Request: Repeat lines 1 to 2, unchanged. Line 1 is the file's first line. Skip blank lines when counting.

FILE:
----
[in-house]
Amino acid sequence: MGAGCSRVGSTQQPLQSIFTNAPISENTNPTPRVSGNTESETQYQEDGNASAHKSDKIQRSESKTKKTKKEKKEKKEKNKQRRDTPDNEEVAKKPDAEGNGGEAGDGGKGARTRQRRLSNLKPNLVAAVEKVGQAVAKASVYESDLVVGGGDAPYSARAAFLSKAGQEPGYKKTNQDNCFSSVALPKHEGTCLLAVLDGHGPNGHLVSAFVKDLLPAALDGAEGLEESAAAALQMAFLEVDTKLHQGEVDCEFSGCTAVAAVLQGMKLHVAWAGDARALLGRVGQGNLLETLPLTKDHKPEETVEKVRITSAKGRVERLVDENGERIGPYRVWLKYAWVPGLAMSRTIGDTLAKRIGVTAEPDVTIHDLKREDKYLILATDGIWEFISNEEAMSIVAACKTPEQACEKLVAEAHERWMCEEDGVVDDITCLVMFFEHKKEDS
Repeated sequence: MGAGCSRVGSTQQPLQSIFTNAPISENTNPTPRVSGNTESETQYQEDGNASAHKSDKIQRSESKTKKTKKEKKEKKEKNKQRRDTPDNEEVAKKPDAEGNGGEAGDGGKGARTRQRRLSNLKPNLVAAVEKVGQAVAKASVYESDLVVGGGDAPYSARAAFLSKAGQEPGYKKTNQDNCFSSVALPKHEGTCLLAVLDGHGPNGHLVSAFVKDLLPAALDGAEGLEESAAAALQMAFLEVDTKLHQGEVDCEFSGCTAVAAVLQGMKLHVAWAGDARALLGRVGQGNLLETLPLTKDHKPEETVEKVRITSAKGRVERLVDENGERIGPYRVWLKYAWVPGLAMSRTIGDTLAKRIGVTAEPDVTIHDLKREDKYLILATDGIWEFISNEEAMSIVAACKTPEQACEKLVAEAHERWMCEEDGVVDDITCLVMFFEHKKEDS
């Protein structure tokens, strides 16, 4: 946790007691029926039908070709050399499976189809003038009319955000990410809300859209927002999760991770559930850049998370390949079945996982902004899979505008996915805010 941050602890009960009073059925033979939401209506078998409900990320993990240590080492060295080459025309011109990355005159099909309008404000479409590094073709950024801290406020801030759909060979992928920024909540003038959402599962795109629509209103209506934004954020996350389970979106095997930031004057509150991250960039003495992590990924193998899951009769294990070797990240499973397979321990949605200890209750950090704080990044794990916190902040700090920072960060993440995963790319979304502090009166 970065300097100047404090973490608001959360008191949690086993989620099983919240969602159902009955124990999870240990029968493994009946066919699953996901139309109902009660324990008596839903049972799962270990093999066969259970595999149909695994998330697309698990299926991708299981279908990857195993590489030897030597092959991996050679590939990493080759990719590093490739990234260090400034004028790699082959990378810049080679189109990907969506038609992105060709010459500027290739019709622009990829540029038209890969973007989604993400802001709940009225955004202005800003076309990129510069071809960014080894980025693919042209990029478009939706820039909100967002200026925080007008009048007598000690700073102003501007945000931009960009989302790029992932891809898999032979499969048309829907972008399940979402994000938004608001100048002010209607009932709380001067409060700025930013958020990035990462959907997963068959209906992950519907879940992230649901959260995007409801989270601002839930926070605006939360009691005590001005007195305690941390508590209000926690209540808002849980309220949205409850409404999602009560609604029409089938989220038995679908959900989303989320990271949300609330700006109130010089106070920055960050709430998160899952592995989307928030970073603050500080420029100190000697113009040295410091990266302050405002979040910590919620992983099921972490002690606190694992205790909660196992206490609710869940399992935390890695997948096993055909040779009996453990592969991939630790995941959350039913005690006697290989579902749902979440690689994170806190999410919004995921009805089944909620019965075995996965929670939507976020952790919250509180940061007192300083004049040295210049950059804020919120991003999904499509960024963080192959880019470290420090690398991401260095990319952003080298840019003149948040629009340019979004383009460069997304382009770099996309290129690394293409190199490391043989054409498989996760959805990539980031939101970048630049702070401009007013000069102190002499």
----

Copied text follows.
[in-house]
Amino acid sequence: MGAGCSRVGSTQQPLQSIFTNAPISENTNPTPRVSGNTESETQYQEDGNASAHKSDKIQRSESKTKKTKKEKKEKKEKNKQRRDTPDNEEVAKKPDAEGNGGEAGDGGKGARTRQRRLSNLKPNLVAAVEKVGQAVAKASVYESDLVVGGGDAPYSARAAFLSKAGQEPGYKKTNQDNCFSSVALPKHEGTCLLAVLDGHGPNGHLVSAFVKDLLPAALDGAEGLEESAAAALQMAFLEVDTKLHQGEVDCEFSGCTAVAAVLQGMKLHVAWAGDARALLGRVGQGNLLETLPLTKDHKPEETVEKVRITSAKGRVERLVDENGERIGPYRVWLKYAWVPGLAMSRTIGDTLAKRIGVTAEPDVTIHDLKREDKYLILATDGIWEFISNEEAMSIVAACKTPEQACEKLVAEAHERWMCEEDGVVDDITCLVMFFEHKKEDS